Ingredient supplier Corbion has teamed up with Cargill and other companies across the food industry supply chain to promote the adoption of regenerative agriculture practices that lower CO2 emissions and enable long-term food security.
Corbion has joined a collaborative effort to remove barriers to regenerative agriculture practices with financial incentives and technical support for farmers, among a number of companies signed up to promote long-term soil health through a Cargill program that works with corn growers near Corbion’s Blair plant to implement sustainable farming practices.
These practices help increase resilience to climate change as well as improve farmer yields. The corn dextrose from these fields serves as a major raw material input for Corbion.
The program which was established by Cargill through a partnership with the Practical Farmers of Iowa comprises of three elements: cost-sharing for growers who implement cover crops, a technical support network and monitoring and evaluating outcomes and progress towards supply chain sustainability goals.
“At Corbion, our purpose is to preserve what matters,” said Diana Visser, Senior Director – Sustainability at Corbion. “The future of our business, and that of our customers, depends in part on regenerative agriculture practices in our supply chain. Without it, we will not be able to help meet the needs of the world in terms of a safe, nutritious food supply as well as mitigating the effects of climate change. Collaborations like this one led by Cargill are essential to creating an ongoing, sustainable food system.”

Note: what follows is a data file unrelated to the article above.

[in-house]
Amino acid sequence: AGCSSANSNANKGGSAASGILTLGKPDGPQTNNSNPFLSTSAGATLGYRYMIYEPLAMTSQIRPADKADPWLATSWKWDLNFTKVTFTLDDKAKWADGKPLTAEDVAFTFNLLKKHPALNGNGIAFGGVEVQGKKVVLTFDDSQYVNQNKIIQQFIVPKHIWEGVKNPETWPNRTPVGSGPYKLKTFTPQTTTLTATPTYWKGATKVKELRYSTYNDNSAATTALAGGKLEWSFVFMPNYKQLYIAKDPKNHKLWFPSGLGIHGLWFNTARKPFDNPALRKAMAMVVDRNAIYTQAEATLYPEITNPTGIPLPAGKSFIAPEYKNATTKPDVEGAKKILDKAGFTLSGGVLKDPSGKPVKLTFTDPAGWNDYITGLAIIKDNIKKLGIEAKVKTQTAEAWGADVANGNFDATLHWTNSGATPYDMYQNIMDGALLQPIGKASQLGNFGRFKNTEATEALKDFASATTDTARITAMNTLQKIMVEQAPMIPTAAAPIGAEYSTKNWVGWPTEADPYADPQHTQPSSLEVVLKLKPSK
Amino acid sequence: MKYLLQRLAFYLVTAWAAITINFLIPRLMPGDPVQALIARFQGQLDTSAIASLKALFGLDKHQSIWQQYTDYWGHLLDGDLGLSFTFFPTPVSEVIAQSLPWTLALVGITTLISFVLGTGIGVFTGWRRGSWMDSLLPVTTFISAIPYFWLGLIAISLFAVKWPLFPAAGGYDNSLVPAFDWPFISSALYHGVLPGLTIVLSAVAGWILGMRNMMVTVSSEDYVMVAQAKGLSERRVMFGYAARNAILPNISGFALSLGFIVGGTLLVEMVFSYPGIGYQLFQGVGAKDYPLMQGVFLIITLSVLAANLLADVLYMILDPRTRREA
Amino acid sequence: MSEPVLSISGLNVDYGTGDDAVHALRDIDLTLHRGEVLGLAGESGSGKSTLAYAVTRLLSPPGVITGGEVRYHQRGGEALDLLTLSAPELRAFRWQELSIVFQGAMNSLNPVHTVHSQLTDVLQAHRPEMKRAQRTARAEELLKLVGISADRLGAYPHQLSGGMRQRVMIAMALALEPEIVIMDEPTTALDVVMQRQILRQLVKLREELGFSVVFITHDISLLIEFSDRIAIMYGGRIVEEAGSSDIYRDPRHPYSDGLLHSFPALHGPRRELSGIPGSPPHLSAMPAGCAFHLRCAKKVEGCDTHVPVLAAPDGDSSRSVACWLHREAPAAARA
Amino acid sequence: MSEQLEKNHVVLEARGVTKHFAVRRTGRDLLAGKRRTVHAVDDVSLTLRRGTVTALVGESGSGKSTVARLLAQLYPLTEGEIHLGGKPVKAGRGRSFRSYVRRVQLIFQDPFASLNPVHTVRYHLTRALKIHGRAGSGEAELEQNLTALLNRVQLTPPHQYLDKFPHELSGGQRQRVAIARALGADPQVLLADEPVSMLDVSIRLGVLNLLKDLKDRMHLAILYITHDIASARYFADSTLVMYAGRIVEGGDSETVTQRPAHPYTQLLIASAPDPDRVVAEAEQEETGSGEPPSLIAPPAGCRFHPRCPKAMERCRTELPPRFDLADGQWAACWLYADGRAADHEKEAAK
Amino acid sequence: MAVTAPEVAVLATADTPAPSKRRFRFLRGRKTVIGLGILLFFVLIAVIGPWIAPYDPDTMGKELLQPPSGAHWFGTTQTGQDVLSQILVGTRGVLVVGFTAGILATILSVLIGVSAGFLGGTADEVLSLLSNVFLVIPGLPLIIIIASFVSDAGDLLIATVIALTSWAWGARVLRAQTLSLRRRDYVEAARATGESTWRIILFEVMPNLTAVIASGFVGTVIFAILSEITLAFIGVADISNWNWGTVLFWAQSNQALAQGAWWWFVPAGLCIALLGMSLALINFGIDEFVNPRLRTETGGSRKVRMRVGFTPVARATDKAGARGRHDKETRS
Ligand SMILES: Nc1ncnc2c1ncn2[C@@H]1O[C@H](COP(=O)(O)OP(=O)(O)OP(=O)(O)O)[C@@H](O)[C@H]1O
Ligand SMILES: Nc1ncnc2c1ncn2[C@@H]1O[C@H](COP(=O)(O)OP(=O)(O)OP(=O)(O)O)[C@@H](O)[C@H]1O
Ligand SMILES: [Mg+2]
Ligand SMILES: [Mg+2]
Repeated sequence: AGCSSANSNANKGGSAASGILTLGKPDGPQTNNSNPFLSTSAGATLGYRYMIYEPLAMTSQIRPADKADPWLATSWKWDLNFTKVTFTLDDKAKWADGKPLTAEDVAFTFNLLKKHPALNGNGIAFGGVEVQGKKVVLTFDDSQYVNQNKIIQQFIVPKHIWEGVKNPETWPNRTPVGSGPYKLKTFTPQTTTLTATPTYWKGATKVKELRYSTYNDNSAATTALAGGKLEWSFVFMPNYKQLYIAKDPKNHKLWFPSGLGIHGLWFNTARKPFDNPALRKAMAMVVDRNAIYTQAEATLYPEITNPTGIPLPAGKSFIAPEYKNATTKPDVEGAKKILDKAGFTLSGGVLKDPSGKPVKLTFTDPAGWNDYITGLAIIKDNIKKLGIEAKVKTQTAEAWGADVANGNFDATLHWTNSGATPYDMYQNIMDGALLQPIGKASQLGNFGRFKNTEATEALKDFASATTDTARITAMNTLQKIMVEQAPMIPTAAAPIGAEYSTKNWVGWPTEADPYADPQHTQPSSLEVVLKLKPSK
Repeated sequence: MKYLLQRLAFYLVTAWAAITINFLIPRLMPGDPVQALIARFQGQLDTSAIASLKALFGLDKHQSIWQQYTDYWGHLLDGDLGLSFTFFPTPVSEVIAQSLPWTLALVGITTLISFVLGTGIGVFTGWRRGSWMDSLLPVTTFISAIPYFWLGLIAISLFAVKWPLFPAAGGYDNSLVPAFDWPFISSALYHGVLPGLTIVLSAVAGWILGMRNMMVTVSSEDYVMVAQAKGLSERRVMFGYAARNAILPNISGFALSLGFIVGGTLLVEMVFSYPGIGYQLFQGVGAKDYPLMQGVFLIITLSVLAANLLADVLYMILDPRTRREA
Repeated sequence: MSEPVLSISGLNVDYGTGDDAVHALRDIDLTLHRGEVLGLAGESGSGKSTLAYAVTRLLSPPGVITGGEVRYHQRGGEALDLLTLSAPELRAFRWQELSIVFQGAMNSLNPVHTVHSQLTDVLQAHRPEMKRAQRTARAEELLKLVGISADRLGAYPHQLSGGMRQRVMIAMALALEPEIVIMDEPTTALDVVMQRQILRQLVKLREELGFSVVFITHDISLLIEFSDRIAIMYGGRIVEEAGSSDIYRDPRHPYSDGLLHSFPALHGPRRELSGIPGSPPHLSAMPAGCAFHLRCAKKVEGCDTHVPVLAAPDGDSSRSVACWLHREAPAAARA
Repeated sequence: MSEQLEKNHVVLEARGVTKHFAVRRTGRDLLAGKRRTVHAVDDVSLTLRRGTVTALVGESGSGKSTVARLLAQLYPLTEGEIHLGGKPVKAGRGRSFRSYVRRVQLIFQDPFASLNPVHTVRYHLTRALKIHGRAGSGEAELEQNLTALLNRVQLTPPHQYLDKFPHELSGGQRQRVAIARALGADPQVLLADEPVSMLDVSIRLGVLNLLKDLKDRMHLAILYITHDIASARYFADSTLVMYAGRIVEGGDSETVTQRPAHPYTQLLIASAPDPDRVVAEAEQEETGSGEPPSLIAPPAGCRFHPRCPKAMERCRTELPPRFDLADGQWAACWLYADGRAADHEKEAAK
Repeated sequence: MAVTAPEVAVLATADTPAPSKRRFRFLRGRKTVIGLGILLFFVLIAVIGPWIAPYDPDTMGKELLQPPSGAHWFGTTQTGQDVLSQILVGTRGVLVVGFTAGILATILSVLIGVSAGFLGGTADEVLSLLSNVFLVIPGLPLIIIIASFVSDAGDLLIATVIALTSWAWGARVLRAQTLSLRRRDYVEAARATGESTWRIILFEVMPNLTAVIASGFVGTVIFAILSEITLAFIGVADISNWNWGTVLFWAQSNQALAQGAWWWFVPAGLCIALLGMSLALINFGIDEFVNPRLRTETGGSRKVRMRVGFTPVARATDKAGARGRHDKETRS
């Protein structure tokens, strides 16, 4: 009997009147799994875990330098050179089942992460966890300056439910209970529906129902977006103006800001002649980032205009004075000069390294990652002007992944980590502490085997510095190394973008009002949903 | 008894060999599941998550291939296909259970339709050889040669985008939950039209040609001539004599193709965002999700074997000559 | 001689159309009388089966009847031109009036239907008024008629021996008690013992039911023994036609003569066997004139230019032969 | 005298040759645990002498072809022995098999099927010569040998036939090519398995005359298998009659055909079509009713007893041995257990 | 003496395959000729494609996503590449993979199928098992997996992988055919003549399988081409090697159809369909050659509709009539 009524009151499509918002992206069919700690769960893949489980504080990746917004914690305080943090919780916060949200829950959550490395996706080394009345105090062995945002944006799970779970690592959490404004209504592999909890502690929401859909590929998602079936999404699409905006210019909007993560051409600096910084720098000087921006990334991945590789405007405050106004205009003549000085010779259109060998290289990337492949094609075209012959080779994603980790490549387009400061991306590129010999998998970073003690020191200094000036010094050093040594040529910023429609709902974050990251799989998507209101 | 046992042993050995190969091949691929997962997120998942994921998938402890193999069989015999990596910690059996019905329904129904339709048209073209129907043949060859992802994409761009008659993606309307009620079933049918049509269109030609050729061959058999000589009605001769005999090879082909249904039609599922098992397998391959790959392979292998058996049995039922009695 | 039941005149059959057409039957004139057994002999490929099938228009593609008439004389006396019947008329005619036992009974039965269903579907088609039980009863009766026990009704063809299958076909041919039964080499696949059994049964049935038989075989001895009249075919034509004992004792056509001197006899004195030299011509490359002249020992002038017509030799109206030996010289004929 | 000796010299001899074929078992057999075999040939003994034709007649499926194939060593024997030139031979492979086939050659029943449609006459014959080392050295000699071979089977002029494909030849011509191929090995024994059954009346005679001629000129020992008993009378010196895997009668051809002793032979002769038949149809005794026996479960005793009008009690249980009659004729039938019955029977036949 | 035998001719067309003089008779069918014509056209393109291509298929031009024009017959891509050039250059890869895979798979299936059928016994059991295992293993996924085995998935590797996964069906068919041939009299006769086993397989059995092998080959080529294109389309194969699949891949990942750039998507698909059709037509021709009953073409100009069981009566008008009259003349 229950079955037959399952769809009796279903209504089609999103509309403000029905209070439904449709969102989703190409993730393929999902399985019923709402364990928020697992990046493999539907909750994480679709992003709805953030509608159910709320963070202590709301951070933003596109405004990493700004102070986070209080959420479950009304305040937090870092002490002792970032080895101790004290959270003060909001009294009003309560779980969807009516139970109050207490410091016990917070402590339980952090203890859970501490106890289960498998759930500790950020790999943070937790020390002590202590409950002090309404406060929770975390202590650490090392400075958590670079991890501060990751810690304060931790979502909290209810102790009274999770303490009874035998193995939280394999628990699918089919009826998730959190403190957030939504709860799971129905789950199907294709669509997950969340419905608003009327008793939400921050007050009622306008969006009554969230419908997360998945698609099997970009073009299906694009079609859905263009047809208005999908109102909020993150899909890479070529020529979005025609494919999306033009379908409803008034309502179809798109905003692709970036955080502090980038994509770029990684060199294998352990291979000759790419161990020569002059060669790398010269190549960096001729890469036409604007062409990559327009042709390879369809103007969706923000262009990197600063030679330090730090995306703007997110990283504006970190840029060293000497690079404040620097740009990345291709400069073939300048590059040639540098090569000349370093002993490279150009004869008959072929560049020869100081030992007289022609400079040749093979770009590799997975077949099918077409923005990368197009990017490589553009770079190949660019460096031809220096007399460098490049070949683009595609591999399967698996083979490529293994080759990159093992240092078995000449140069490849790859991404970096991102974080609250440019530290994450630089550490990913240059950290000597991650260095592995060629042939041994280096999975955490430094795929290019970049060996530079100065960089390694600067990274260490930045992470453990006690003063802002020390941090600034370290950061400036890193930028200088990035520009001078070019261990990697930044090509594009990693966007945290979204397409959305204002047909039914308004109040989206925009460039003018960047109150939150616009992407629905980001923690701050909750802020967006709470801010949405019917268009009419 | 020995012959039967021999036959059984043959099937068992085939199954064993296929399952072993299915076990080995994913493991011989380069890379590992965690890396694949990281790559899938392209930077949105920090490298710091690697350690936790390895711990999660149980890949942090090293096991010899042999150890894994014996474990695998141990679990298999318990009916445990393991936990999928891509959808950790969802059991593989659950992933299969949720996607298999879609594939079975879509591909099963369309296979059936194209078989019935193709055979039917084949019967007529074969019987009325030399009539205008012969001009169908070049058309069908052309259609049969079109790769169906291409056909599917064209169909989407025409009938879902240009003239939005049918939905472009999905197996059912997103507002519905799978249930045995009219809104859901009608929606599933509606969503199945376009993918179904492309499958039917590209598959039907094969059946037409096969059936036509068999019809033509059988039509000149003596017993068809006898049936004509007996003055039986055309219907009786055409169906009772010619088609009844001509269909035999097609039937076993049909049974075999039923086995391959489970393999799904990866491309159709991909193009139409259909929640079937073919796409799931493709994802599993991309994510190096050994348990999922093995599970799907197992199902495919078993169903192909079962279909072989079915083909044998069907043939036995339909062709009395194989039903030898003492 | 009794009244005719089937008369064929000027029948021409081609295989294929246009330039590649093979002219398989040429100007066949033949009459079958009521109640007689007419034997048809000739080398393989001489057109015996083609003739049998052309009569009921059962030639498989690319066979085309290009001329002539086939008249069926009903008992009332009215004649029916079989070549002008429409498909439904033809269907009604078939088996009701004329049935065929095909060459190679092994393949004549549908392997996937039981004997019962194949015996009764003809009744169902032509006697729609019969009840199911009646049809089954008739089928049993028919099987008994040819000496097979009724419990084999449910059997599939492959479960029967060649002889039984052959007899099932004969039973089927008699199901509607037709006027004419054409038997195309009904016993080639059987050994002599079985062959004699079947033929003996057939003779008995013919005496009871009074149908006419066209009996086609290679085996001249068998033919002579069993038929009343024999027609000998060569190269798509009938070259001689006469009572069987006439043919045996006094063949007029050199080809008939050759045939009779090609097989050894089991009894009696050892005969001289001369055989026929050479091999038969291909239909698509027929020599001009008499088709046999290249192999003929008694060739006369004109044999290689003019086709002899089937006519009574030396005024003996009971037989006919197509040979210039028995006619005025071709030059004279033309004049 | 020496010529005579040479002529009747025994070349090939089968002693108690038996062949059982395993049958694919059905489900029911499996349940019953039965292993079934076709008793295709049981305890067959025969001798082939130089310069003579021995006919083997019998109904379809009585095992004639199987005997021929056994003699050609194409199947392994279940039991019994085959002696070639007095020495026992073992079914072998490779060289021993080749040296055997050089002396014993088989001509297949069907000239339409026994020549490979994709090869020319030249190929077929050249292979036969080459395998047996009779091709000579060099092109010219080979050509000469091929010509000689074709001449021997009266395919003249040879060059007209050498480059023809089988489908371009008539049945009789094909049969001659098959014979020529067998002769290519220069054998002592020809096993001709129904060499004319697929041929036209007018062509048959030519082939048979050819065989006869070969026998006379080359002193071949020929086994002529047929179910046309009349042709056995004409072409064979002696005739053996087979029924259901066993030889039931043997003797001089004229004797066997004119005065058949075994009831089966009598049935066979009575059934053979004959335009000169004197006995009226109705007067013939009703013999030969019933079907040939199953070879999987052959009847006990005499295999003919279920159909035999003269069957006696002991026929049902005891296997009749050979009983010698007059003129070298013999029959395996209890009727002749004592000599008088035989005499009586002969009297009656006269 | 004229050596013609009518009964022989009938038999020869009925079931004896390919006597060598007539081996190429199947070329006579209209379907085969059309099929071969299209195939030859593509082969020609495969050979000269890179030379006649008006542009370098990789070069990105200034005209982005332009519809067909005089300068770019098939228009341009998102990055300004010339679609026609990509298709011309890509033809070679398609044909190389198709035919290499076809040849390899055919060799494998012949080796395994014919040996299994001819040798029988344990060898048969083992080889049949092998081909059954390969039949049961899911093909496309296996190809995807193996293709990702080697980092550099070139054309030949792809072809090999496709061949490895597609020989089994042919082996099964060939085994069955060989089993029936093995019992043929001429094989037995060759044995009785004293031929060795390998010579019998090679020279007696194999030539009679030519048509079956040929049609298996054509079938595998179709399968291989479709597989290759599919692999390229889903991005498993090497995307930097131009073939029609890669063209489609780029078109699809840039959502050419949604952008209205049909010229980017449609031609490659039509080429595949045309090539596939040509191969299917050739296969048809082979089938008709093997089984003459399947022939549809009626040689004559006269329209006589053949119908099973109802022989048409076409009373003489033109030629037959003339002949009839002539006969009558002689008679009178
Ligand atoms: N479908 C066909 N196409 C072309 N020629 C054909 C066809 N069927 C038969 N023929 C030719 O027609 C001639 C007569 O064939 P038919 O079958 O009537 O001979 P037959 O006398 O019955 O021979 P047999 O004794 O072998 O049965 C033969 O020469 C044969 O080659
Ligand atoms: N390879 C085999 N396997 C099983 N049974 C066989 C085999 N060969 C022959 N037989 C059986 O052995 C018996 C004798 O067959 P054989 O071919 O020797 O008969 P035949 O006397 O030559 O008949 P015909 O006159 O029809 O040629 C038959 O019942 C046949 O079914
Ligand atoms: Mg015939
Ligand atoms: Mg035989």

Regenerative agriculture encompasses a variety of sustainable agriculture techniques which work in combination to conserve and rehabilitate ecosystems and resources, creating a farming system that remains resilient over the long term. Encouraging farmers to adopt better soil health practices including no till, planting cover crops and nutrient management, it targets the reduction of GHG emissions, increases soil organic matter and increases farmer resilience.
“Taking action to help increase the security and health of our supply chain is not a selfish thing to do, nor is it a selfless thing to do,” said Diana Visser,. “It’s just a smart thing to do. The choice to advance sustainable practices recognizes that we can – and we must – meet the needs of our customers and the world while preserving the planet that feeds us all at the same time.”
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Editor, International Bakery
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